May 22, 2001
Ford Replacement Good Move But Overdue; More Hearings Needed
Statement of Public Citizen President Joan Claybrook
At last, Ford — but not Firestone, as it should — is taking much-needed steps to replace as many as 13 million dangerous tires on the roads today. That’s a lot of tires and a lot of people who are driving on tires that even Ford now admits fail at a higher rate than average. Public Citizen and Safetyforum.com released data in January and April documenting that the non-recalled Wilderness AT tires were just as hazardous as the recalled tires. It’s inconceivable that neither Ford nor Firestone was able to reach this conclusion before us. For those who have been killed or injured as Ford and Firestone pondered the matter, a tire replacement now is of little consolation. So far, 184 people have been killed and more than 700 injured.
Still, we are pleased that Ford is taking the initiative to address the problem, as Firestone has refused to do. We urge Ford to be diligent in its tire replacement campaign and the National Highway Traffic Safety Administration to exercise close oversight to ensure no more people lose their lives needlessly.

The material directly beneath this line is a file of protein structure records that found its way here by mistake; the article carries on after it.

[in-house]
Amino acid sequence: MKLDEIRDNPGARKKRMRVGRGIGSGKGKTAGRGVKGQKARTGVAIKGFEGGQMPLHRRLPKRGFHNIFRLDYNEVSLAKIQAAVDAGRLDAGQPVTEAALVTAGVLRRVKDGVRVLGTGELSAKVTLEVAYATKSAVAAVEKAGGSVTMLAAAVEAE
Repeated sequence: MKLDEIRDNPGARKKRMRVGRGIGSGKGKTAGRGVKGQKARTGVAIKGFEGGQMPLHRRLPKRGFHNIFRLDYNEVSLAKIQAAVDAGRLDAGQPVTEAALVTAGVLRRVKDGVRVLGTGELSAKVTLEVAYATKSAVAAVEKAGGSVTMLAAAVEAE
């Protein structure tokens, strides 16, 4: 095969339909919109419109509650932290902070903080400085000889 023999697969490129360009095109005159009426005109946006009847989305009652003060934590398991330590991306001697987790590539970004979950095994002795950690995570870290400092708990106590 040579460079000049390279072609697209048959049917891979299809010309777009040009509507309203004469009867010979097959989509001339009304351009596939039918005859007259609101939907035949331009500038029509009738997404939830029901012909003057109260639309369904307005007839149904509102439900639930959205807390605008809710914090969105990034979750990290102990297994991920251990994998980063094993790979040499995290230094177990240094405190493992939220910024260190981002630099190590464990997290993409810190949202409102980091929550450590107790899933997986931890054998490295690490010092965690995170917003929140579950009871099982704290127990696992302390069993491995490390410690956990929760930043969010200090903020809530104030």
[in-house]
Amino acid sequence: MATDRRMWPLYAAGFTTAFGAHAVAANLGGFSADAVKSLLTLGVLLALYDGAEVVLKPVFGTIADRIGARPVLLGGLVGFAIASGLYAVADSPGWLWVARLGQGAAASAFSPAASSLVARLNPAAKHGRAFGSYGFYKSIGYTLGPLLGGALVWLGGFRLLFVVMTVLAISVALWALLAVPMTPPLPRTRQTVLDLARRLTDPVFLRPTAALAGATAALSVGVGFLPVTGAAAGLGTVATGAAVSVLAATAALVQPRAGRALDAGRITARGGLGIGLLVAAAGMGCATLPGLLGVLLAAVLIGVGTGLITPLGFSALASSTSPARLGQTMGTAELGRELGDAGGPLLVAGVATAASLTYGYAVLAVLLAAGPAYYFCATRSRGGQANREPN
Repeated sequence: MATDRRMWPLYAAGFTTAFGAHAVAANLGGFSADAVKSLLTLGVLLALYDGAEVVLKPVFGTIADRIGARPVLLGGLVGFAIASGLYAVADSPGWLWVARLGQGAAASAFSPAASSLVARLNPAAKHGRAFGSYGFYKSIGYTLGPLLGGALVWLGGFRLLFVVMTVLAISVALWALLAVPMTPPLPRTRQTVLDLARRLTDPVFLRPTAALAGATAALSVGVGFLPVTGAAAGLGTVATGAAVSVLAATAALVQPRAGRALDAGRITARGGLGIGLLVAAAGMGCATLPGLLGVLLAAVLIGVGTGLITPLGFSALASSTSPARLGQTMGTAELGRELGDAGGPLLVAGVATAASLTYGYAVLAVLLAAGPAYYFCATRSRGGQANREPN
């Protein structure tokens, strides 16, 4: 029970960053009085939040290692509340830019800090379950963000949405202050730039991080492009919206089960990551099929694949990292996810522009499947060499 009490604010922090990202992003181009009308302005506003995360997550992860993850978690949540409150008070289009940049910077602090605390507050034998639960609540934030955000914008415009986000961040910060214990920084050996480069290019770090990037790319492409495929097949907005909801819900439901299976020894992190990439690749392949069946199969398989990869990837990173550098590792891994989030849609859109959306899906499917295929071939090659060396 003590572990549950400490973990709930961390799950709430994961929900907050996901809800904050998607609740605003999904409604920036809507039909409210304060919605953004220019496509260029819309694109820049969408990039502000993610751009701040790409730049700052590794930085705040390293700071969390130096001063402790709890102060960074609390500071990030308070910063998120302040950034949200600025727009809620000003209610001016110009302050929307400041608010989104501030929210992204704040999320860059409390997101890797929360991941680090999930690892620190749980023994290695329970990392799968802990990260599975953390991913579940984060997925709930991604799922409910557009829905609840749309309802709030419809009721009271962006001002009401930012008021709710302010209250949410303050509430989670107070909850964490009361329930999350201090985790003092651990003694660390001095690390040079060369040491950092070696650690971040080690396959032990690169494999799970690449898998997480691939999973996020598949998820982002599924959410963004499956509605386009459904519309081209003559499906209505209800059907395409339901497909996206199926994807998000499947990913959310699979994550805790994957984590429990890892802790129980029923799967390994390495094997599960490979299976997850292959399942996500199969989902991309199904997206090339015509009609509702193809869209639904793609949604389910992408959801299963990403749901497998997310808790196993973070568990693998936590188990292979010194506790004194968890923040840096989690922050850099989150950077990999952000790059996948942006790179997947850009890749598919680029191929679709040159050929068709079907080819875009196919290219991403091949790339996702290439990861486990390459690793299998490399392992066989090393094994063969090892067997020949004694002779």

We also are pleased that the Congress plans to hold follow-up hearings. Congress needs to evaluate NHTSA’s ability to prevent these tragedies from happening in the future. (The agency is charged with issuing a new tire safety standard by next June.) NHTSA should quickly issue a strong information-gathering requirement as mandated under the TREAD Act, to provide early warning of potentially dangerous defects. The agency also should issue upgraded roof crush and rollover prevention standards, and should have the power to impose criminal penalties on companies that refuse to recall defective products. Additionally, the agency’s budget needs to be significantly increased. Today, it is 30 percent below, in real dollars, what it was in 1980.